Behind the Beautiful Forevers
[life, Death, and Hope in A Mumbai Undercity]eBook - 2012
"Inspiring . . . extraordinary . . . [Katherine Boo] shows us how people in the most desperate circumstances can find the resilience to hang on to their humanity. Just as important, she makes us care."-- People
"A tour de force of social justice reportage and a literary masterpiece."--Judges, PEN/John Kenneth Galbraith Award
ONE OF THE TEN BEST BOOKS OF THE YEAR BY The New York Times * The Washington Post * O: The Oprah Magazine * USA Today * New York * The Miami Herald * San Francisco Chronicle * Newsday
In this breathtaking book by Pulitzer Prize winner Katherine Boo, a bewildering age of global change and inequality is made human through the dramatic story of families striving toward a better life in Annawadi, a makeshift settlement in the shadow of luxury hotels near the Mumbai airport.
As India starts to prosper, the residents of Annawadi are electric with hope. Abdul, an enterprising teenager, sees "a fortune beyond counting" in the recyclable garbage that richer people throw away. Meanwhile Asha, a woman of formidable ambition, has identified a shadier route to the middle class. With a little luck, her beautiful daughter, Annawadi's "most-everything girl," might become its first female college graduate. And even the poorest children, like the young thief Kalu, feel themselves inching closer to their dreams. But then Abdul is falsely accused in a shocking tragedy; terror and global recession rock the city; and suppressed tensions over religion, caste, sex, power, and economic envy turn brutal.
With intelligence, humor, and deep insight into what connects people to one another in an era of tumultuous change, Behind the Beautiful Forevers, based on years of uncompromising reporting, carries the reader headlong into one of the twenty-first century's hidden worlds--and into the hearts of families impossible to forget.
WINNER OF: The PEN Nonfiction Award * The Los Angeles Times Book Prize * The American Academy of Arts and Letters Award * The New York Public Library's Helen Bernstein Book Award
NAMED ONE OF THE BEST BOOKS OF THE YEAR BY The New Yorker * People * Entertainment Weekly * The Wall Street Journal * The Boston Globe * The Economist * Financial Times * Foreign Policy * The Seattle Times * The Nation * St. Louis Post-Dispatch * The Denver Post * Minneapolis Star Tribune * The Week * Kansas City Star * Slate * Publishers Weekly
From Library Staff
From the critics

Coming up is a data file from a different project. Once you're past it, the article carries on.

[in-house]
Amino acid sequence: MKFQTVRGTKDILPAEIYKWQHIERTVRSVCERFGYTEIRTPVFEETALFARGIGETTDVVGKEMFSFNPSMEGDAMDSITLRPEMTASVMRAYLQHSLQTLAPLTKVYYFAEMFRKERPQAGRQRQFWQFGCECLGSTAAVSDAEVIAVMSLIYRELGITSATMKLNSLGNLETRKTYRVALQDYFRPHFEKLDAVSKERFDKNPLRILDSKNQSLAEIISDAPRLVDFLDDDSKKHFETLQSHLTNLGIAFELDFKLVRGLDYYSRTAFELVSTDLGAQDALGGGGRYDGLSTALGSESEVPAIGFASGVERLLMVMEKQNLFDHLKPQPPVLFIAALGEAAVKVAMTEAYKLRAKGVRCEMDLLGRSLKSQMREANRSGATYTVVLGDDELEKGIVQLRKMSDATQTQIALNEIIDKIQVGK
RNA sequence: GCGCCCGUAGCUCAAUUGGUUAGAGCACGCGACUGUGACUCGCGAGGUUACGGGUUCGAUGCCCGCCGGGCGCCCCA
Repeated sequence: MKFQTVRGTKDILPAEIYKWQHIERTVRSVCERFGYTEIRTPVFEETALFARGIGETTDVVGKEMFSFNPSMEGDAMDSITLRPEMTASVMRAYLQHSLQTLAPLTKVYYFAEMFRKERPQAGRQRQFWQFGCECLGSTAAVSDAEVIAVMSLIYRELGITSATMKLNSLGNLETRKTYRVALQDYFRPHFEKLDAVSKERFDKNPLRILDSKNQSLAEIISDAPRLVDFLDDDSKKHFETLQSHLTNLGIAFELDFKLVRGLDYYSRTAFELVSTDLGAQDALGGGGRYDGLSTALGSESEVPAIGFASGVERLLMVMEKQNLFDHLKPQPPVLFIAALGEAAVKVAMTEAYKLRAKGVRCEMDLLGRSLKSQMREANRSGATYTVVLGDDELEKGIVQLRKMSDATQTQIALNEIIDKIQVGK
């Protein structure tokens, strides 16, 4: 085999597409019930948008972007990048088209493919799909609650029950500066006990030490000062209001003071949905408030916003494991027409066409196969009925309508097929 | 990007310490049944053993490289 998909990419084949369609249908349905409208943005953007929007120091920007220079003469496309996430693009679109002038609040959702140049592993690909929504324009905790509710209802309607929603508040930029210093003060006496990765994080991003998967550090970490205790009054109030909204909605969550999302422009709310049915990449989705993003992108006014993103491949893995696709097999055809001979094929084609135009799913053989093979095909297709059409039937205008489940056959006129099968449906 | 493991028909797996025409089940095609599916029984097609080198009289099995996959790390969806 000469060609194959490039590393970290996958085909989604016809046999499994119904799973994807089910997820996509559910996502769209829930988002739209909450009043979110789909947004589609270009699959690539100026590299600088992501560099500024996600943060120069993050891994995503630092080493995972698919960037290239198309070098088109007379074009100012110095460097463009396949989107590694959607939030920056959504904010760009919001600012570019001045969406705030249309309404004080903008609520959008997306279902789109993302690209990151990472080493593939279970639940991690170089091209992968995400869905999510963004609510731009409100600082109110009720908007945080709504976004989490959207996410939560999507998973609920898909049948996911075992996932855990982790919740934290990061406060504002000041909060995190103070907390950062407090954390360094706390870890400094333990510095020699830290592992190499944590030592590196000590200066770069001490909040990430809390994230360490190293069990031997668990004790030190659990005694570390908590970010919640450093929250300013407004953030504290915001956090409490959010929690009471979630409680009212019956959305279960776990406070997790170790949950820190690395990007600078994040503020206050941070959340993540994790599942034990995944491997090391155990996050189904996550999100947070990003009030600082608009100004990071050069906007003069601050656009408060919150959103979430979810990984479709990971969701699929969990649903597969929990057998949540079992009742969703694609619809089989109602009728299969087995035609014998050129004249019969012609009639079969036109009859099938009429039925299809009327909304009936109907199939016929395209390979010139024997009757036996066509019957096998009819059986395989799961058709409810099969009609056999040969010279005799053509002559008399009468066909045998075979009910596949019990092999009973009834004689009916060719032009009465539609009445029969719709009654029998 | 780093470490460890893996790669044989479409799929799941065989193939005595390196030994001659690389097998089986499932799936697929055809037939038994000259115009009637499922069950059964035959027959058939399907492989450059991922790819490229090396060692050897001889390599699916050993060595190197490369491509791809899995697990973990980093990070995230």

QuotesAdd a Quote
"Water and ice were made of the same thing. He [Abdul] thought most people were made of the same thing, too. He himself was probably little different, constitutionally, from the cynical, corrupt people around him - the police officers and the special executive officer and the morgue doctor who fixed Kalu's death. If he had to sort all humanity by its material essence, he thought he would probably end up with a single gigantic pile. But here was the interesting thing. Ice was distinct from - and in his view, better than - what it was made of.
"He wanted to be better than what he was made of. In Mumbai's dirty water, he wanted to be ice. He wanted to have ideals. For self-interested reasons, one of the ideals he most wanted to have was a belief in the possibility of justice." (p. 218)
"When I settle into a place, listening and watching, I don't try to fool myself that the stories of individuals are themselves arguments. I just believe that better arguments, maybe even better policies, get formulated when we know more about ordinary lives." (p. 251)
"There being no way around the not-being-Indian business, I tried to compensate for my limitations the same way I do in unfamiliar American territory: by time spent, attention paid, documentation secured, accounts cross-checked." (p. 249)
"He [Sunil] was well suited to his work as a new-economy microsaboteur." (p. 194)
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An incredibly well researched and well told story of the lives of slum dwellers in Mumbai which captures their struggles, hopes, resilience and adaptability. Katherine Boo spent several years getting to know some of the residents of a slum near the Mumbai airport and presents a gripping story based primarily on the Muslim family of Abdul , a garbage sorter, who is falsely accused of a crime that has grave repercussions for his family. We see through the lives of these slum dwellers the impact of pervasive corruptness, globalization, religion, caste and gender. Quick paced and well told
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